Germany is understandably consumed by the war in Ukraine, but when it comes to its economic relationship with China, it should be mindful of not falling back to archetypical Wandel durch Handel (change through trade) policies as it did with Russia. In that case, Berlin’s lack of strategic foresight and deterrence left the German economy vulnerable to Russian weaponized interdependence. The invasion of Ukraine and the German decision for a sudden and quick decoupling from Russian energy sources in 2022 ended up being an immense strain on the nation’s economy and it led to sky-rocketing energy prices and the most severe inflation Germany has experienced since WWII. The German mainstream now agrees that it was a mistake for the country to be so economically dependent on Moscow. So why is the German government now so hesitant in addressing its current economic dependence on Beijing?
Germany together with the U.S. should consider a joint approach when it comes to China. The U.S. policy on China is clear, it intends to invest in domestic strengths, align with allies and partners, and “compete responsibly in the technological, economic, political, military, intelligence, and global governance domains.” If Germany is truly committed to consolidating the transatlantic alliance it must clearly position itself with the U.S. and cannot allow China to drive a wedge between Berlin and Washington.
Big Plans, Small Budget
The German NSS intends to lay out an all-encompassing strategy and considers various threats, many outside of the realm of the traditional understanding of hard security. This modern approach to security is a good idea. Security threats of the twenty-first century range from geopolitical conflicts, global warming, the migration crisis, pandemics, and the threat of interruption to global supply chains. All the above is considered in the German strategy, albeit the policies laid out in the document require a lot of money and the current government is at odds on how these bills will be paid.
Let’s examine Germany’s pledge to spend 2 percent of GDP on NATO defense, a commitment made by all members in 2014. Germany has yet to this day been able to fulfill the 2 percent commitment and experts forecast it will likely make it to just below 2 percent of GDP by 2027. In 2022, in keeping with the Zeitenwende, and with the intent of Germany finally reaching its NATO commitment and beefing-up the Bundeswehr, the German government set aside a special 100-billion-euro budget especially for defense spending. Berlin has used this budget to send military aid, including Leopard tanks, to Ukraine, but it has been relatively slow to spend the rest. The German government is admittedly bureaucratic, and its coalition government has a hard time agreeing on decisions. For one, there are continual fights, especially between the Greens and the FDP, over budgetary spending. While the Greens have often advocated for increasing tax revenues, the FDP holds to the Schuldenbremse (debt brake) for dear life. While bickering in Berlin continues, some experts believe that the 100-billion-euro budget has been reduced to roughly 87-billion due to inflation.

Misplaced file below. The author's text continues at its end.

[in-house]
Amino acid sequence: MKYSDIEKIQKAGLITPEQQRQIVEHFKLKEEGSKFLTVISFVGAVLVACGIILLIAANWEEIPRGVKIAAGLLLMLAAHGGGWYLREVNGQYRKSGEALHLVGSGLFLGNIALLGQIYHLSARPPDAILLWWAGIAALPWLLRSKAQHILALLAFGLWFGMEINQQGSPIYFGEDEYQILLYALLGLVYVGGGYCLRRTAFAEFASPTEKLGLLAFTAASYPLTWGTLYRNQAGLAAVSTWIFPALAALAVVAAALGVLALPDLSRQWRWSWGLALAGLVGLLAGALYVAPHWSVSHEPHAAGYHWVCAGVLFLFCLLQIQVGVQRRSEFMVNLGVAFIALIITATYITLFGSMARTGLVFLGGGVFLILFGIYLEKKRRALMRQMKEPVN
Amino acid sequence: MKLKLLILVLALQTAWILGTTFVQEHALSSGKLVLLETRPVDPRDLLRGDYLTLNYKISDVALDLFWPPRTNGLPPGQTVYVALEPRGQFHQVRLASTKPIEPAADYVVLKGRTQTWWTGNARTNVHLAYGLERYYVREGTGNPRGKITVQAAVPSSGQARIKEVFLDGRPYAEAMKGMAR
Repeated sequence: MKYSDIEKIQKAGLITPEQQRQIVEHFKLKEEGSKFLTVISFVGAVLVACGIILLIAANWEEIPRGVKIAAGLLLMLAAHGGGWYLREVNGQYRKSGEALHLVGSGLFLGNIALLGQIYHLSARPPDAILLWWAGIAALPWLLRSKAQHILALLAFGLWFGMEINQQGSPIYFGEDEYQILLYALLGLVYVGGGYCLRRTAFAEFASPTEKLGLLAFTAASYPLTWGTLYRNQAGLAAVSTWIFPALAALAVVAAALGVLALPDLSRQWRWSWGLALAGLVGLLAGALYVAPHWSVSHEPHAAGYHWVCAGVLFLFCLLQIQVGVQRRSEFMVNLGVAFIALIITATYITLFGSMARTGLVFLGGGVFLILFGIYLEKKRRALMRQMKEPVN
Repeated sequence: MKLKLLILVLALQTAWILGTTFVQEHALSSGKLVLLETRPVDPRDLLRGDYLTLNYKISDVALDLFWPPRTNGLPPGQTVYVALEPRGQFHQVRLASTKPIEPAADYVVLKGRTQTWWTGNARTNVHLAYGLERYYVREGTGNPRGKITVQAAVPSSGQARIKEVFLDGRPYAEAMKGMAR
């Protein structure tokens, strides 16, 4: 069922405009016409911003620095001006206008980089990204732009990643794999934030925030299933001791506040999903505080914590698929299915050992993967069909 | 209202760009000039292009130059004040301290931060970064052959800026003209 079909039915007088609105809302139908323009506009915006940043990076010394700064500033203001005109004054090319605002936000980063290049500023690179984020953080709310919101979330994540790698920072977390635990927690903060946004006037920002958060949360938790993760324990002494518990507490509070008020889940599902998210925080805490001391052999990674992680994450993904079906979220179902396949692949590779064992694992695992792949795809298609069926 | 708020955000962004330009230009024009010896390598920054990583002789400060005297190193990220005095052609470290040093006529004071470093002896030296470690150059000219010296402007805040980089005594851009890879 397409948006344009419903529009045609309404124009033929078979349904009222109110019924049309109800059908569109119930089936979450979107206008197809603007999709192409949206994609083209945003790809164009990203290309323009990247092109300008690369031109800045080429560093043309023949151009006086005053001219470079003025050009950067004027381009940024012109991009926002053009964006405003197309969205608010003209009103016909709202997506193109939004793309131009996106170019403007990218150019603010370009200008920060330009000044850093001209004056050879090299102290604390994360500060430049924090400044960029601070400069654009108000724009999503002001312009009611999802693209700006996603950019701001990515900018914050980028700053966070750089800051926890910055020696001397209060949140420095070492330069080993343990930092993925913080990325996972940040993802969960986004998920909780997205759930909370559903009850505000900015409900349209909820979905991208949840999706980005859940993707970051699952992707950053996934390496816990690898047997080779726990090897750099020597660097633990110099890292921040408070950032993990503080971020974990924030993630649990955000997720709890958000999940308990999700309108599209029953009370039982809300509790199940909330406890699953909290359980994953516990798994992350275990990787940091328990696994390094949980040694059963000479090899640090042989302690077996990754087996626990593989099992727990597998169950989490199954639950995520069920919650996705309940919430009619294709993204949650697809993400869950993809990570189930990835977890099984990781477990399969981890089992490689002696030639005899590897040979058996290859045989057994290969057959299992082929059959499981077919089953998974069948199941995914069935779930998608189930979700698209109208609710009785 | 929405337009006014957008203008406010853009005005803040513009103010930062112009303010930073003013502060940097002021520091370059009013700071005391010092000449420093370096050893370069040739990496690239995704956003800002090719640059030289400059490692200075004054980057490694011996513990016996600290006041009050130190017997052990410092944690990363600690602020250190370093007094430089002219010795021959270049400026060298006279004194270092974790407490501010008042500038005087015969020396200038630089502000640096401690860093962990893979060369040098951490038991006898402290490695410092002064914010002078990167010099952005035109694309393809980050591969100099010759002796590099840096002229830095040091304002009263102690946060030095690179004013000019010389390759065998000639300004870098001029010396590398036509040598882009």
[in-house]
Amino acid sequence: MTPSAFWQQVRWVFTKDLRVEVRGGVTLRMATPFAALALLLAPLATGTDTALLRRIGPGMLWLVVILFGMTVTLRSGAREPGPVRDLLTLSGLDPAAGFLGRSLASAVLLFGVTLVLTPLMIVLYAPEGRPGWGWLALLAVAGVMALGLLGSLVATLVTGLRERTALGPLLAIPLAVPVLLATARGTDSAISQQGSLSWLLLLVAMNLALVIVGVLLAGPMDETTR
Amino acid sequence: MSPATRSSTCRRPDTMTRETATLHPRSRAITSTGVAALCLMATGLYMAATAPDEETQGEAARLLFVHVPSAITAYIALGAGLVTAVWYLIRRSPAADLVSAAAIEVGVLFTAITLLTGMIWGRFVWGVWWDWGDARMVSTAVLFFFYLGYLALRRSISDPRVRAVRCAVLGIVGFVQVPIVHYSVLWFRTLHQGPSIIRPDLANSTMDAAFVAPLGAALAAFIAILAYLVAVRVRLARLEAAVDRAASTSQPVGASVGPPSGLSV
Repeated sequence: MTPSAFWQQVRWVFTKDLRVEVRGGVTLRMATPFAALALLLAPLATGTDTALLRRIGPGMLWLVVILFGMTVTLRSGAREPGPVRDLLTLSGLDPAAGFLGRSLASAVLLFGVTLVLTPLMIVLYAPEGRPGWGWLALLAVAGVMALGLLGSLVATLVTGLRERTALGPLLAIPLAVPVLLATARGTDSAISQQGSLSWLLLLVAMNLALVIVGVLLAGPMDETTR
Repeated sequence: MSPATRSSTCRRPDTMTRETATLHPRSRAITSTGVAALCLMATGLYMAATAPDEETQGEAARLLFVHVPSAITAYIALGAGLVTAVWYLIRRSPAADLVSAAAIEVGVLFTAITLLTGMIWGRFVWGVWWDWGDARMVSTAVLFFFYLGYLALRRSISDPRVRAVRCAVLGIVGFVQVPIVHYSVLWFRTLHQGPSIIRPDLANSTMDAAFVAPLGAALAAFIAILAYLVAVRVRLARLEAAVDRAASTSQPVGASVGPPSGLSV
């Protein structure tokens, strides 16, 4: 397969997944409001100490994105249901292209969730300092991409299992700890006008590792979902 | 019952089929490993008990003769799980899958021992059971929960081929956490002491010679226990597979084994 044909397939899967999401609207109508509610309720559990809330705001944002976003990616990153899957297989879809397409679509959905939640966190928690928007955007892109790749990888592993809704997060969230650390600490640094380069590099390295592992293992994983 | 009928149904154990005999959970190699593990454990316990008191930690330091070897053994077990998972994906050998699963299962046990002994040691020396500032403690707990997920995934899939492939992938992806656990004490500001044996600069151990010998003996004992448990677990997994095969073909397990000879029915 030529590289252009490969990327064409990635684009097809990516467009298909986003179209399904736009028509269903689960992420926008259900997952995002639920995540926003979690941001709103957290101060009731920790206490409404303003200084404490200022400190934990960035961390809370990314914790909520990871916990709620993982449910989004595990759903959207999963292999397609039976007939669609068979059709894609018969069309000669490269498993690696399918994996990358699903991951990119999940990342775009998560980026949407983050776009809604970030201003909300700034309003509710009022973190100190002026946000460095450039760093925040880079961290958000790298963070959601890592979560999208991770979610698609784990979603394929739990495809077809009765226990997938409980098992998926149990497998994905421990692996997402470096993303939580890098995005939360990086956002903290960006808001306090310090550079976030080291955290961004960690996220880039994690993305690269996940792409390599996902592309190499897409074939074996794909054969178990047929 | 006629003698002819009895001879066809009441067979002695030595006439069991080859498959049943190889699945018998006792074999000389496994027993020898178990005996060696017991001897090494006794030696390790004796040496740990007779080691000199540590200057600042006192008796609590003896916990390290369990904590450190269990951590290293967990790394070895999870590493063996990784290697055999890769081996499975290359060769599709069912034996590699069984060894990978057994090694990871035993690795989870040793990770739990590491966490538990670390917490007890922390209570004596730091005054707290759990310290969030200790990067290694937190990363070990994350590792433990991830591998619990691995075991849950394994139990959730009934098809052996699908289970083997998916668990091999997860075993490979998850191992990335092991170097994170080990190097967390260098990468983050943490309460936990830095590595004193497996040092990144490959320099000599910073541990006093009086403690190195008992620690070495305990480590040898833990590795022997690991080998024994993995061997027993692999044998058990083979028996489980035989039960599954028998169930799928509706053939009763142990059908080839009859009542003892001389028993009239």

The Bundeswehr is currently in a notoriously desperate situation. The NSS sets out to “make the Bundeswehr one of the most effective conventional armed forces in Europe in the coming years, one that is able to respond and act rapidly at all times.” This is necessary, and the government is certainly setting the right tone, but it has no financially viable plan to achieve its goals. It’s as if they’ve set the dinner table but can’t afford the food. Furthermore, given the budgetary disputes in Berlin, and the immense price for the country’s generous social welfare benefits and the costs associated with the European Green Transition, it is highly unlikely that the government will be able to find a way to pay for the technology which is desperately needed to modernize the Bundeswehr. Almost ironically the NSS recognizes these challenges but provides absolutely no solutions “given the considerable demands on our public finances at present, we will strive to implement this Strategy at no additional cost to the overall federal budget.” Well, as they say in German: Na dann, Prost Mahlzeit!
Jason Hosner is pursuing an MA in German and European Studies with a certificate in Diplomatic Studies at Georgetown University’s School of Foreign Service. His research interests are in foreign policy, security, and public diplomacy on both sides of the Atlantic. Jason is a Fulbright Scholar and has a BA from Southern Illinois University and a BS from the Hochschule Niederrhein. This blog post reflects his personal opinion.